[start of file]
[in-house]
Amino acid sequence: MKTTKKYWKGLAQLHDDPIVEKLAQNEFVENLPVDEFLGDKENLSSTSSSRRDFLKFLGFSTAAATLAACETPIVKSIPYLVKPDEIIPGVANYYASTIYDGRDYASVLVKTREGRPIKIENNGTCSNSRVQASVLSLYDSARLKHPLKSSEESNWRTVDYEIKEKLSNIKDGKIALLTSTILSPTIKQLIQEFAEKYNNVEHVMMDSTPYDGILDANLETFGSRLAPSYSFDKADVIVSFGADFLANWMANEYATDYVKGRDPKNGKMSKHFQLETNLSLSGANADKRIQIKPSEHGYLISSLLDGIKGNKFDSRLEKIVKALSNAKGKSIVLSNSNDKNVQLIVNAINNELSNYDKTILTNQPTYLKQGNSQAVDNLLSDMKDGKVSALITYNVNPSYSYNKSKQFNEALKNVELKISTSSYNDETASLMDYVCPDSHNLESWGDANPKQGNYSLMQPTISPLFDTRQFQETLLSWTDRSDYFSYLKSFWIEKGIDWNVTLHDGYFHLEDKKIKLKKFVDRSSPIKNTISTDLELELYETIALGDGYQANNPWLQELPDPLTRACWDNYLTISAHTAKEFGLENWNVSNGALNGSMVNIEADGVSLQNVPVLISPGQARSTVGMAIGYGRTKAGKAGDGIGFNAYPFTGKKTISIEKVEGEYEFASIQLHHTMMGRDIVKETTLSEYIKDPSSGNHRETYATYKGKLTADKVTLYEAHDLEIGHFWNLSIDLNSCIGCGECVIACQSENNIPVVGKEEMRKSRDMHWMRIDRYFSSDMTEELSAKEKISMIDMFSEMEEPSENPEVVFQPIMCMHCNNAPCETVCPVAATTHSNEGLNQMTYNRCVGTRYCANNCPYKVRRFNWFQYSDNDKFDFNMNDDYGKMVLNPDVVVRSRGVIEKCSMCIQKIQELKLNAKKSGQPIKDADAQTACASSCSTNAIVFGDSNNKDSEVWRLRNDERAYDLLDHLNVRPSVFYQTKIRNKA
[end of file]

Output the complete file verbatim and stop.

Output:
[in-house]
Amino acid sequence: MKTTKKYWKGLAQLHDDPIVEKLAQNEFVENLPVDEFLGDKENLSSTSSSRRDFLKFLGFSTAAATLAACETPIVKSIPYLVKPDEIIPGVANYYASTIYDGRDYASVLVKTREGRPIKIENNGTCSNSRVQASVLSLYDSARLKHPLKSSEESNWRTVDYEIKEKLSNIKDGKIALLTSTILSPTIKQLIQEFAEKYNNVEHVMMDSTPYDGILDANLETFGSRLAPSYSFDKADVIVSFGADFLANWMANEYATDYVKGRDPKNGKMSKHFQLETNLSLSGANADKRIQIKPSEHGYLISSLLDGIKGNKFDSRLEKIVKALSNAKGKSIVLSNSNDKNVQLIVNAINNELSNYDKTILTNQPTYLKQGNSQAVDNLLSDMKDGKVSALITYNVNPSYSYNKSKQFNEALKNVELKISTSSYNDETASLMDYVCPDSHNLESWGDANPKQGNYSLMQPTISPLFDTRQFQETLLSWTDRSDYFSYLKSFWIEKGIDWNVTLHDGYFHLEDKKIKLKKFVDRSSPIKNTISTDLELELYETIALGDGYQANNPWLQELPDPLTRACWDNYLTISAHTAKEFGLENWNVSNGALNGSMVNIEADGVSLQNVPVLISPGQARSTVGMAIGYGRTKAGKAGDGIGFNAYPFTGKKTISIEKVEGEYEFASIQLHHTMMGRDIVKETTLSEYIKDPSSGNHRETYATYKGKLTADKVTLYEAHDLEIGHFWNLSIDLNSCIGCGECVIACQSENNIPVVGKEEMRKSRDMHWMRIDRYFSSDMTEELSAKEKISMIDMFSEMEEPSENPEVVFQPIMCMHCNNAPCETVCPVAATTHSNEGLNQMTYNRCVGTRYCANNCPYKVRRFNWFQYSDNDKFDFNMNDDYGKMVLNPDVVVRSRGVIEKCSMCIQKIQELKLNAKKSGQPIKDADAQTACASSCSTNAIVFGDSNNKDSEVWRLRNDERAYDLLDHLNVRPSVFYQTKIRNKA